False assertions are made about the High Court’s ostensible exaggerated power and interventionism as compared to the courts in other countries; Netanyahu last week, for instance, invoked inaccurate comparisons between the limitations he is working to impose here and those that apply in Canada, and incorrectly asserted that Canada’s courts cannot strike down laws.
The very word “reform” is a deliberate misnomer. This is not reform; it is ruination. The changes to the judicial selection panel, for example, are presented as addressing a current situation where, according to the prime minister and his colleagues, justices choose their own colleagues, when in fact they do no such thing. The tampering was initially depicted as enabling a more diverse and representative selection panel including two members of the public, but in fact, in Levin’s presentation, it was the justice minister who was to choose those two public representatives, thus surreptitiously skewing the selection panel while professing to improve it. In the latest draft of the legislation, the coalition majority is undisguised, with three ministers and two coalition MKs on the nine-member committee, and five votes required to approve a candidate for the bench.
The new government’s various coalition agreements provide for a long list of agenda items that a robust High Court would certainly query and in some cases block — including the codifying of a blanket exemption from military service for the ultra-Orthodox community; boosted state funding for inadequately supervised ultra-Orthodox schools that do not teach a core curriculum; legalizing wildcat settlement outposts built on private Palestinian land; legislation to allow discrimination on the basis of religious beliefs in the provision of services; and the bombshell, coalition-backed, Shas legislation unveiled and then shelved amid an outcry Thursday that would criminalize mixed-gender prayer at the Western Wall, including at the egalitarian area.
A neutered High Court would also expose Israel to far greater vulnerability before such international forums as the International Criminal Court, hitherto deterred because of the credibility of Israel’s own judiciary. It would also deeply strain Israel’s relations with its allies and defenders; US secretary of state Antony Blinken repeatedly reminded Israel on a visit last week that our ties with our existential ally are founded not only on shared interests but also on shared democratic values.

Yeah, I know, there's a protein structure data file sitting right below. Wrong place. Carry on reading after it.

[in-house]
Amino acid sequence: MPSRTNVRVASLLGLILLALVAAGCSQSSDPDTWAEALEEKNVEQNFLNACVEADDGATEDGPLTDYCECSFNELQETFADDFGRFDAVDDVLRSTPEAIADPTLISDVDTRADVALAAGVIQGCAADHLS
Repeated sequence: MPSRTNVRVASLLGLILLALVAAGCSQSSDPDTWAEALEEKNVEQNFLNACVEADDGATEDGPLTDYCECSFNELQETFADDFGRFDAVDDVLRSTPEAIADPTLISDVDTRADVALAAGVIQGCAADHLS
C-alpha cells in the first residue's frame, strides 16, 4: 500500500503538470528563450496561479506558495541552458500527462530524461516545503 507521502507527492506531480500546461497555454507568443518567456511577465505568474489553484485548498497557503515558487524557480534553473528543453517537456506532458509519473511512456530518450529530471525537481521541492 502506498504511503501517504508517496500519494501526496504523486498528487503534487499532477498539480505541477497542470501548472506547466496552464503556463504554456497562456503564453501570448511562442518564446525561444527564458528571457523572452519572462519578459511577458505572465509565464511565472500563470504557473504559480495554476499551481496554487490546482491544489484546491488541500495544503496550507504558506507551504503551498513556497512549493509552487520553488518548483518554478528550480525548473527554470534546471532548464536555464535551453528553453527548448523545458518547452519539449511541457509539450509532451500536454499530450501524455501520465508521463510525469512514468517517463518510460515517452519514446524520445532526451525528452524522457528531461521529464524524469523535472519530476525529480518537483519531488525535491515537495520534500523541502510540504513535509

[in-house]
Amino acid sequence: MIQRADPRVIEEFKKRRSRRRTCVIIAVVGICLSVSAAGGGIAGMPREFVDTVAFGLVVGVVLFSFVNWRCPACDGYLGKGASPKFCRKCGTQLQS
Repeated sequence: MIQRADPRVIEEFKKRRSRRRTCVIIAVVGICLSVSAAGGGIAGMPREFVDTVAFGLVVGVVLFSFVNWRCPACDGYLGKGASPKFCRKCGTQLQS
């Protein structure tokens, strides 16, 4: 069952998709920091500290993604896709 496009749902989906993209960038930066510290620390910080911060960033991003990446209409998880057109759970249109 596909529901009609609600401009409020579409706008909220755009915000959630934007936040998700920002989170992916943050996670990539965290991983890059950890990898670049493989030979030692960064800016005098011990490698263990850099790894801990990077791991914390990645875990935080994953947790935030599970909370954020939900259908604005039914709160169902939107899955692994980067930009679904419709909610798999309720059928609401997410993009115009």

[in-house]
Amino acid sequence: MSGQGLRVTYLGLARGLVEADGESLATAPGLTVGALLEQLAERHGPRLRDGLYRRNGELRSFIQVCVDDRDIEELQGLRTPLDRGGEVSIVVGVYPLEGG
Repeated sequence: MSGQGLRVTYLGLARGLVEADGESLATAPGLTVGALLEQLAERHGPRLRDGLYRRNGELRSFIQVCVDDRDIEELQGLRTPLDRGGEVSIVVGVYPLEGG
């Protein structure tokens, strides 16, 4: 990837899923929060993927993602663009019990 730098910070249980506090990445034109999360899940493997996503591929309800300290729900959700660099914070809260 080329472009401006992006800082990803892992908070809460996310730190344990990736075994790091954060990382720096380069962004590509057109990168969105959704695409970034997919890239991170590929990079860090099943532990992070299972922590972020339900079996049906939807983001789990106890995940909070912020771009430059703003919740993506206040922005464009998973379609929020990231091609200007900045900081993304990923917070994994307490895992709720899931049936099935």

Silent acquiescence is unforgivable
There are those who argue that the opposition to the Netanyahu coalition’s moves is hysterical. They assert either that the impact of the changes would be far less catastrophic than critics claim, or that the final legislation will be significantly watered down.
An honest, clear-eyed reading of Levin’s proposals and the legislation taking shape in Knesset committee shows that they are wrong on the first. And thus far, despite the roars of concern from the president on down, and the mustering of widespread public pressure, the evidence is that they are wrong on the second as well.
Complacency and worse from those who care for Israel is unforgivable. As Herzog has warned, this country is profoundly divided and is currently in the process of tearing itself apart. Israel’s taxpayers will not quietly shoulder a greater financial burden to support a growing ultra-Orthodox community exempt from national service and being incentivized not to join the workforce. Many in the mainstream will be deeply wary about sending their children to the front lines to defend a government with extremists in key ministerial positions stirring up friction and avoidable conflict. A faltering economy — viewed with increasing mistrust by international investors concerned about a shift away from the judicially protected rule of law — will undermine Israel’s practical capacity to defend itself against its enemies.
Herzog’s plea for what amounts to a time-out on the overhaul is the most urgent necessity. He is manifestly right to urge a pause — to debate, to build consensus, to step back from the autocratic brink and instead to formulate the nuanced, wise, constructive framework that all sides claim to seek, one that protects and enhances Israeli democracy.
It takes just one man to accept this entreaty: Benjamin Netanyahu. But instead, Netanyahu allows his justice minister to brush off the president and permits the like-minded chair of the relevant Knesset committee to steamroll ahead.
Israel’s democracy is not merely under threat. In parliament next week, the first votes are to be held in the process of its demolition.
Are you relying on The Times of Israel for accurate and timely coverage right now? If so, please join The Times of Israel Community. For as little as $6/month, you will:
We’re really pleased that you’ve read X Times of Israel articles in the past month.
That’s why we started the Times of Israel eleven years ago - to provide discerning readers like you with must-read coverage of Israel and the Jewish world.
So now we have a request. Unlike other news outlets, we haven’t put up a paywall. But as the journalism we do is costly, we invite readers for whom The Times of Israel has become important to help support our work by joining The Times of Israel Community.
For as little as $6 a month you can help support our quality journalism while enjoying The Times of Israel AD-FREE, as well as accessing exclusive content available only to Times of Israel Community members.
David Horovitz, Founding Editor of The Times of Israel